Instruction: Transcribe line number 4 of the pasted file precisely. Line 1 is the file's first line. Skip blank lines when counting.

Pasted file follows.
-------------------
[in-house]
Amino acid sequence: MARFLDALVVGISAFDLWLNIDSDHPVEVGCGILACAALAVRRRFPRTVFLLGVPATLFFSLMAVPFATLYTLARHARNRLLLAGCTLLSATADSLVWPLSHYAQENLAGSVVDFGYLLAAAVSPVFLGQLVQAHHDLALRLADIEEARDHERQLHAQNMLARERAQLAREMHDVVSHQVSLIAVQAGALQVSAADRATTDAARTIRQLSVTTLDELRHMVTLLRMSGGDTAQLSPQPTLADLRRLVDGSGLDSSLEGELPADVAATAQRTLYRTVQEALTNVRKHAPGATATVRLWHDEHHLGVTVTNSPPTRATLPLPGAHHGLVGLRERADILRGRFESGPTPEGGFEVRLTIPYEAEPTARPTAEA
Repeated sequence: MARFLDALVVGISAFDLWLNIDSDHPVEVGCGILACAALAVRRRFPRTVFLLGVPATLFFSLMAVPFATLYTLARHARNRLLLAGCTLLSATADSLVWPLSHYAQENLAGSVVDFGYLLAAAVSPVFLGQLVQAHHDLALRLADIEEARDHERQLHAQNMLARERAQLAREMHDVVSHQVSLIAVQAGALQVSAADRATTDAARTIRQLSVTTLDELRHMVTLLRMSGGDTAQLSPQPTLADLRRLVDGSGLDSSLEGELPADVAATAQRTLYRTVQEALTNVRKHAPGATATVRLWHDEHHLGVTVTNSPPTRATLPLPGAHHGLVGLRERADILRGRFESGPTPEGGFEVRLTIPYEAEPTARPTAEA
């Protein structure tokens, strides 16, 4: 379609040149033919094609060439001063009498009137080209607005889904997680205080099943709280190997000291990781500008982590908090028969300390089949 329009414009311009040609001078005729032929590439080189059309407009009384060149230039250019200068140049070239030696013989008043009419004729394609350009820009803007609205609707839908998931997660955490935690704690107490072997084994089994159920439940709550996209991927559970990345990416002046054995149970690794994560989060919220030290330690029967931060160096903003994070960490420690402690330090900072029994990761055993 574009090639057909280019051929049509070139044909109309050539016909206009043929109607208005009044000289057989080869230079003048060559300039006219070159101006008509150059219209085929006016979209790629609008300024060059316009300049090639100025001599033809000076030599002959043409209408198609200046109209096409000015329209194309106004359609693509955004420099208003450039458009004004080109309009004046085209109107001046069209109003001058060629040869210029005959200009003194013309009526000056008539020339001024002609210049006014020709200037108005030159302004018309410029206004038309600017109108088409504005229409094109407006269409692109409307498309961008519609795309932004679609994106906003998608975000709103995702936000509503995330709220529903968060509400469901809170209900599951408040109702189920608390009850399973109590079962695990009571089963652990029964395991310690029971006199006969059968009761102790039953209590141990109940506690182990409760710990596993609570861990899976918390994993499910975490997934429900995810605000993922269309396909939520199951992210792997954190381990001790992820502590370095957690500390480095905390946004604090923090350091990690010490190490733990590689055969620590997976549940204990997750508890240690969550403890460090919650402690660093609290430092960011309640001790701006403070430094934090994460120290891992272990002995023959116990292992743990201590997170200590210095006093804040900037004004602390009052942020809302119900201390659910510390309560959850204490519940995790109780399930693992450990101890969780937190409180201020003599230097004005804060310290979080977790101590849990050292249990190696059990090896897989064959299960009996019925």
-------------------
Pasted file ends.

């Protein structure tokens, strides 16, 4: 379609040149033919094609060439001063009498009137080209607005889904997680205080099943709280190997000291990781500008982590908090028969300390089949 329009414009311009040609001078005729032929590439080189059309407009009384060149230039250019200068140049070239030696013989008043009419004729394609350009820009803007609205609707839908998931997660955490935690704690107490072997084994089994159920439940709550996209991927559970990345990416002046054995149970690794994560989060919220030290330690029967931060160096903003994070960490420690402690330090900072029994990761055993 574009090639057909280019051929049509070139044909109309050539016909206009043929109607208005009044000289057989080869230079003048060559300039006219070159101006008509150059219209085929006016979209790629609008300024060059316009300049090639100025001599033809000076030599002959043409209408198609200046109209096409000015329209194309106004359609693509955004420099208003450039458009004004080109309009004046085209109107001046069209109003001058060629040869210029005959200009003194013309009526000056008539020339001024002609210049006014020709200037108005030159302004018309410029206004038309600017109108088409504005229409094109407006269409692109409307498309961008519609795309932004679609994106906003998608975000709103995702936000509503995330709220529903968060509400469901809170209900599951408040109702189920608390009850399973109590079962695990009571089963652990029964395991310690029971006199006969059968009761102790039953209590141990109940506690182990409760710990596993609570861990899976918390994993499910975490997934429900995810605000993922269309396909939520199951992210792997954190381990001790992820502590370095957690500390480095905390946004604090923090350091990690010490190490733990590689055969620590997976549940204990997750508890240690969550403890460090919650402690660093609290430092960011309640001790701006403070430094934090994460120290891992272990002995023959116990292992743990201590997170200590210095006093804040900037004004602390009052942020809302119900201390659910510390309560959850204490519940995790109780399930693992450990101890969780937190409180201020003599230097004005804060310290979080977790101590849990050292249990190696059990090896897989064959299960009996019925």